Sweet turnout for Honey Fest
Annual event a draw for would-be beekeepers
PARKERSBURG — Those involved with the West Virginia State Honey Festival hope people have a better understanding of what bees do as the annual event came to a close Sunday, officials said.
Although the final attendance numbers were not available Sunday afternoon, Wood County Recreation Commission Executive Director Vickie Marshall said the festival had a good turnout over its two-day run Saturday and Sunday at City Park.
“It has been excellent,” she said. “We have had a really big crowd.
“We had a good turnout and the weather has been nice.”
Marshall estimated they had around 1,500-2,000 people attend the festival on Saturday.
As always, many people came out for the honey with producers saying honey production was down this past year, but they still had a good festival throughout the weekend.
Steve Conlon, of Thistledew Farm of Proctor, W.Va., did the bee beard demonstration a number of times throughout the weekend. He said the festival had a good turnout throughout the weekend with people looking for honey and asking questions about beekeeping.
“People are wanting local honey,” he said.
People tend to use more honey as the seasons transition from summer to fall.
“Many people use more honey in the fall as they do more baking and cooking,” Conlon said.
He hoped many people saw the bee beard show. They usually use 10,000 bees in the bee beard demonstration where they put a queen bee, in a container, on his face and the bees gather around it attracted to the queen’s scent.
“The show is about understanding how the bee colony works,” Conlon said. “Hopefully they came away with more accurate information than they had before.”
Even with honey production down this year, producers have to weather the cycles of production.
“It is like cucumbers, you have good years, terrible years and you bounce back,” he said. “It is boom and bust.”
Heather Abbott, of Charleston, came to Parkersburg this weekend to see family in the area, heard about the festival and came out to get some honey so she can make mead, a honey wine.
Abbott enjoyed her time at the festival.
“I really enjoyed it,” she said. “I wished there was a bigger variety of honey.
“It’s OK, I got what I came for.”
Karen and Ed Wilson, of Belmont, had purchased some honey at the festival a couple of years ago, enjoyed it and they came back Sunday to get some more.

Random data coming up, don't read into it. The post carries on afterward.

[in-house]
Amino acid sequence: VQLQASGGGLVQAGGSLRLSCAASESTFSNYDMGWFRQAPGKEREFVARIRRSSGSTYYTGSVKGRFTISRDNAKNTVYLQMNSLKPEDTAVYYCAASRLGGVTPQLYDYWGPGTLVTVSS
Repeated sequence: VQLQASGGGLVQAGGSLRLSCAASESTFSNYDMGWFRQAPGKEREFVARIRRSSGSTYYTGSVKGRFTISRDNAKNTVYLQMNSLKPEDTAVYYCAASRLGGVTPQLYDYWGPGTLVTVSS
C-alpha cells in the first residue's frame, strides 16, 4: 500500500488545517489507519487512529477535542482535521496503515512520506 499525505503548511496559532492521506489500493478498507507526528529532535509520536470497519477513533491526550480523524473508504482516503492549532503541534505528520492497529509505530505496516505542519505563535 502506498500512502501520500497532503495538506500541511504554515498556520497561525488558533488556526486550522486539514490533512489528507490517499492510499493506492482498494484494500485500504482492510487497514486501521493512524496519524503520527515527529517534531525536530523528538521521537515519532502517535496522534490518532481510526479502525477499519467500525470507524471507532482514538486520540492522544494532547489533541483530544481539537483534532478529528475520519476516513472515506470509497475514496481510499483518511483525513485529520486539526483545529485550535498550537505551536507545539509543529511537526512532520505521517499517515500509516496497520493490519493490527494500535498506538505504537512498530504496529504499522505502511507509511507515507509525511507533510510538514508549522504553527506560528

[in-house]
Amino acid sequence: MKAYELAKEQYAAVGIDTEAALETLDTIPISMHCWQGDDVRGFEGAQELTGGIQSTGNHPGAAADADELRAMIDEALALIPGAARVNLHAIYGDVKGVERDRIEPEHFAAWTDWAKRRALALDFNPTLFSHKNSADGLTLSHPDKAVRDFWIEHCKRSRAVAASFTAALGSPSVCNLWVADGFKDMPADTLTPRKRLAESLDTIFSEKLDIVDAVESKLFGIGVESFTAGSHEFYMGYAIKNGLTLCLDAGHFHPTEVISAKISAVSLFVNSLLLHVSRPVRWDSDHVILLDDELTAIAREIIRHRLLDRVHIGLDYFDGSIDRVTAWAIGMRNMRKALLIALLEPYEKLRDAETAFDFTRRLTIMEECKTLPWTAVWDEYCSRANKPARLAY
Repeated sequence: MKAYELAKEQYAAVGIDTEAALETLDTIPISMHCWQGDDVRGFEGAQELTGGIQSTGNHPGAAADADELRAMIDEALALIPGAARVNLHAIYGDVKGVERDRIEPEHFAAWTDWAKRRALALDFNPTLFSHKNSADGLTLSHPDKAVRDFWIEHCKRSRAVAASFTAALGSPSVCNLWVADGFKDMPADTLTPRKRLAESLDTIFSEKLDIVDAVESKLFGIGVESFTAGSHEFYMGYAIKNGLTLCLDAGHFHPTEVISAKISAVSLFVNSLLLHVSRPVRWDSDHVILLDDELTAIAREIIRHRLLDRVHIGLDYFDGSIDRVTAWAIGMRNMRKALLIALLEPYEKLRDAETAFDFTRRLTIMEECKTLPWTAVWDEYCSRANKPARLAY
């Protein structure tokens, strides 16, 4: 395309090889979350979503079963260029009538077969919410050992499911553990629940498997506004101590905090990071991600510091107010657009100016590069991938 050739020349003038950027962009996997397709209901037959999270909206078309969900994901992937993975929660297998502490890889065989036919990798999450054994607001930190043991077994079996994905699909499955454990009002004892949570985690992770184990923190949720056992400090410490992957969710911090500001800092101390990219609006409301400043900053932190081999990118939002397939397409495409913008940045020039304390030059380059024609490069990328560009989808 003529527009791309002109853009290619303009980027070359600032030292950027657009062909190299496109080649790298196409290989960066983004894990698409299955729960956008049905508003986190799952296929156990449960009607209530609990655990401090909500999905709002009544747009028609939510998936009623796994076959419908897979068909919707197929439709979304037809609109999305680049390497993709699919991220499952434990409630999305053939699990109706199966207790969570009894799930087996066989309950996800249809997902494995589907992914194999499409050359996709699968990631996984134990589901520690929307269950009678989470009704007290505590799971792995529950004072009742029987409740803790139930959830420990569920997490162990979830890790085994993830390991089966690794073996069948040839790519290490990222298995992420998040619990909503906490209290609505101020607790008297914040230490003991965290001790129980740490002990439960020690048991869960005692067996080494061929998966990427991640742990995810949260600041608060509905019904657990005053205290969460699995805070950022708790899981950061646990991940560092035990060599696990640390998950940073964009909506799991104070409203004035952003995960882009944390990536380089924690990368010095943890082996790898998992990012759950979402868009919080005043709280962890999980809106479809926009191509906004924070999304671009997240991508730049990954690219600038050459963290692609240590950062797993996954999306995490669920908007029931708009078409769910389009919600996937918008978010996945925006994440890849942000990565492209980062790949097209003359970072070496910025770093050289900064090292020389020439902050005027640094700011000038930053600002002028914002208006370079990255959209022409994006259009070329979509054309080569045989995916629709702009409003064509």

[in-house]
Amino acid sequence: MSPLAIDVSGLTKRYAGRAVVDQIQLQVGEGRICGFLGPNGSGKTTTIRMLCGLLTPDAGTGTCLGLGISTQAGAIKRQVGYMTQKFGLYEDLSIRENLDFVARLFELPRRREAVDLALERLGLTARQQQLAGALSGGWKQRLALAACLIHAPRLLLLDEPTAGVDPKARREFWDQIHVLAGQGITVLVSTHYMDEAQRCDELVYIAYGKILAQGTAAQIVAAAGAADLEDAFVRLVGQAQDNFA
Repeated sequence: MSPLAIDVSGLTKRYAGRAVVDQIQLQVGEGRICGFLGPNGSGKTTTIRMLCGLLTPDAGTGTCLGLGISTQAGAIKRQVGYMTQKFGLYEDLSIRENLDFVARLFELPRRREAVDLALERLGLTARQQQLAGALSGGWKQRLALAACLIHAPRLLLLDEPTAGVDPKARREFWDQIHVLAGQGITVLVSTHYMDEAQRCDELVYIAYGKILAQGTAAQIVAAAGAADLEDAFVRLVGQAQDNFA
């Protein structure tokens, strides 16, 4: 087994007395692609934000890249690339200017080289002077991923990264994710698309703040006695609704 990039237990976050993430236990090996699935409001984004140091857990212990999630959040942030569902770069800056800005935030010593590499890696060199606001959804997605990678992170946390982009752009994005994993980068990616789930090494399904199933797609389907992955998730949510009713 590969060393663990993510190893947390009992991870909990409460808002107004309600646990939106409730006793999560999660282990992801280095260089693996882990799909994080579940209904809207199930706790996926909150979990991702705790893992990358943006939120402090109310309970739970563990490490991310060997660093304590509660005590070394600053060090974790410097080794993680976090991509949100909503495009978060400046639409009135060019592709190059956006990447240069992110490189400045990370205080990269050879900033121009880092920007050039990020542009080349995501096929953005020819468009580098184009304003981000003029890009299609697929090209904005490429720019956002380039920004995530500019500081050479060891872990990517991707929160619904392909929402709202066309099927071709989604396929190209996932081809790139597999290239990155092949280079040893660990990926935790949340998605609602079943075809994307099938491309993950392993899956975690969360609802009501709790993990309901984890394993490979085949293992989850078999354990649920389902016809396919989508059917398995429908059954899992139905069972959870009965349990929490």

“He really likes honey,” Karen said.
“She was bored and wanted to get out of the house,” Ed added with a laugh.
They found some traditional honey they liked and purchased it.
Paul Poling, of the Mountain State Honey Company of Parsons, W.Va., said they had a good weekend with good sales.
“Our shelves were packed tight with honey,” he said. “(As of Sunday afternoon) we are almost empty.”
Poling wished more beekeepers would have come to help the festival. However, there was a meeting of the West Virginia Beekeeper Association in another part of the state that Poling believes pulled some interest away from the Parkersburg festival.
Rainfall this season caused the nectar to be washed out which was why the honey production was down.
“We are down on our production,” he said. “Normally, we should do in the neighborhood of 200 drums during a really good year.
“We are in the neighborhood of 80 drum right now.”
Those in beekeeping and honey production taught a lot about the different flower sources for their honeys. There was also education about beekeeping and work done to get people interested in doing it.
Many customers are coming out to see what is available, Poling said. They had a wildflower honey that sold really well. It had four sources of nectar mixed into it. They had a honeysuckle that also went very well.
“We don’t get the honeysuckle every year and that depends on the weather,” Poling said. “It is a very early spring blooming flower.
“This year, the bees did a really fantastic job getting us a nice crop. We didn’t bring enough of it, because there were a lot of people who really wanted it.”
Ashley Fisher, of Sissonville, and her family make a regular trip to the festival every year.
“We stock up on our honey for the year,” she said. “We eat a lot of honey.”
They use it for baking, a topping for biscuits and pancakes and more.
“We taste all of the honey as a family and we pick our favorites,” Fisher said. “Then we stock up for the year.
“We get enough to last us the whole year.”